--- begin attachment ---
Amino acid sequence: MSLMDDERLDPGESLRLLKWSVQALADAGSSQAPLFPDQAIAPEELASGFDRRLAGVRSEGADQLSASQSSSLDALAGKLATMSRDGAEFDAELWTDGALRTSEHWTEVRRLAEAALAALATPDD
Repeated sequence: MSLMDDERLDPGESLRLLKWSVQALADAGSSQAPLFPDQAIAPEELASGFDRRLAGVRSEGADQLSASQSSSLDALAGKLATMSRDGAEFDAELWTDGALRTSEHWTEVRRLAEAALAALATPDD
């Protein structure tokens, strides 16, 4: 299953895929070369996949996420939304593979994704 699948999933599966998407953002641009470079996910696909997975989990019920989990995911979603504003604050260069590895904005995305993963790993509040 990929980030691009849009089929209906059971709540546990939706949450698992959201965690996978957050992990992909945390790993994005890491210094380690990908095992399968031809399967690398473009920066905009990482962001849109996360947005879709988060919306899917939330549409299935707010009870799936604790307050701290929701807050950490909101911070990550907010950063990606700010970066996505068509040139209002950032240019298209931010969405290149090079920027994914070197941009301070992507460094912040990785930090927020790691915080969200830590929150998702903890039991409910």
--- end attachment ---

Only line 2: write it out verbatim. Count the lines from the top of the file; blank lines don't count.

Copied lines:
Repeated sequence: MSLMDDERLDPGESLRLLKWSVQALADAGSSQAPLFPDQAIAPEELASGFDRRLAGVRSEGADQLSASQSSSLDALAGKLATMSRDGAEFDAELWTDGALRTSEHWTEVRRLAEAALAALATPDD